If we start with a golden rectangle we can cut a square and we get a small golden rectangle.
From Euclid's definition of the division of a segment into its extreme and mean ratio we introduce a property of golden rectangles and we deduce the equation and the value of the golden ratio.
We can repeat this process and we have this construction: Drawing up an arc of circumference in each square we get a golden spiral (also called Durer's Spiral). We have already calculate the polar coordinates of several points and we got a sequence of points.
A golden rectangle is made of an square an another golden rectangle. These rectangles are related through an dilative rotation.
These vertices also belong to an equiangular spiral We are going to calculate the equation of this equiangular spiral. The general formula for an equiangular spiral is: If n=1 then We can write for point C The equation of this equiangular spiral is
"This true spiral is closely approximated by the artificial spiral formed by circular quadrants inscribed in the successive squares. (But the true spiral cuts the sides of the squares at very small angles, instead of touching them)" Coxeter.
In the next applet you can have another look about the relation between the golden rectangle and the dilative rotation. You can see how several points follow the path of an equiangular spiral.
Golden Spiral in a furniture designed and made by Roberto Cardil (pine wood). REFERENCES
Coxeter H. S. M.  Introduction to Geometry (John Whiley and Sons, Second Edition, 1969)
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The diagonal of a regular pentagon are in golden ratio to its sides and the point of intersection of two diagonals of a regular pentagon are said to divide each other in the golden ratio or 'in extreme and mean ratio'.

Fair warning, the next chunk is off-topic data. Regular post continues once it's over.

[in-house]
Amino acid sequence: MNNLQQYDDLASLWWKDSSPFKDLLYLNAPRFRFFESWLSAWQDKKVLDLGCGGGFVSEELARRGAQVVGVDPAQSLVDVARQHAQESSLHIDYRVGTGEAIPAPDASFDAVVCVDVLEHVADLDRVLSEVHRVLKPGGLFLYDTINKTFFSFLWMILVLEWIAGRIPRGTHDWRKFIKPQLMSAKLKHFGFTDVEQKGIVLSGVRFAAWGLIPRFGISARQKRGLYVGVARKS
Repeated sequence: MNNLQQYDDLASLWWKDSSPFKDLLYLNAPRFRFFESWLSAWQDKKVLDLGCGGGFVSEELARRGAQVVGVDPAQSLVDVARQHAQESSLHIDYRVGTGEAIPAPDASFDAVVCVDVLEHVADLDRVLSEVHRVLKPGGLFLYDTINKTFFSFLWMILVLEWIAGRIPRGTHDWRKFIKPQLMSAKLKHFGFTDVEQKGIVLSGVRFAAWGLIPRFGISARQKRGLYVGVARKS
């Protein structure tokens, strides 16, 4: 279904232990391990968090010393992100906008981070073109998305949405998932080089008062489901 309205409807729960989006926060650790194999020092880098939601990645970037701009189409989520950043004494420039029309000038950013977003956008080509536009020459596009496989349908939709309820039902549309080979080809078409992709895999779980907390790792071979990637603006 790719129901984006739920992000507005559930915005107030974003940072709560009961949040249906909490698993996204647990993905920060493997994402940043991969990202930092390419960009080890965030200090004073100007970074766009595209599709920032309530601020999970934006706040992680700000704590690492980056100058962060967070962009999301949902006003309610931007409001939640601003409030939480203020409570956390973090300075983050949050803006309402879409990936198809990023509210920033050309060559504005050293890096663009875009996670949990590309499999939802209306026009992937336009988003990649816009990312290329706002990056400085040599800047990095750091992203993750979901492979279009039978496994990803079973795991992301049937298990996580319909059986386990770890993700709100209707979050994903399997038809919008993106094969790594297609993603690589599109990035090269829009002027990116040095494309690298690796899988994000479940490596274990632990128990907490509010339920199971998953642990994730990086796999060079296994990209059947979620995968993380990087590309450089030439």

You can draw a regular pentagon given one of its sides constructing the golden ratio with ruler and compass.
In his book 'Underweysung der Messung' Durer draw a nonregular pentagon with ruler and a fixed compass. It is a simple construction and a very good approximation of a regular pentagon.
From Euclid's definition of the division of a segment into its extreme and mean ratio we introduce a property of golden rectangles and we deduce the equation and the value of the golden ratio.
Some properties of this platonic solid and how it is related to the golden ratio. Constructing dodecahedra using different techniques.
The first drawing of a plane net of a regular dodecahedron was published by Dürer in his book 'Underweysung der Messung' ('Four Books of Measurement'), published in 1525 .
The twelve vertices of an icosahedron lie in three golden rectangles. Then we can calculate the volume of an icosahedron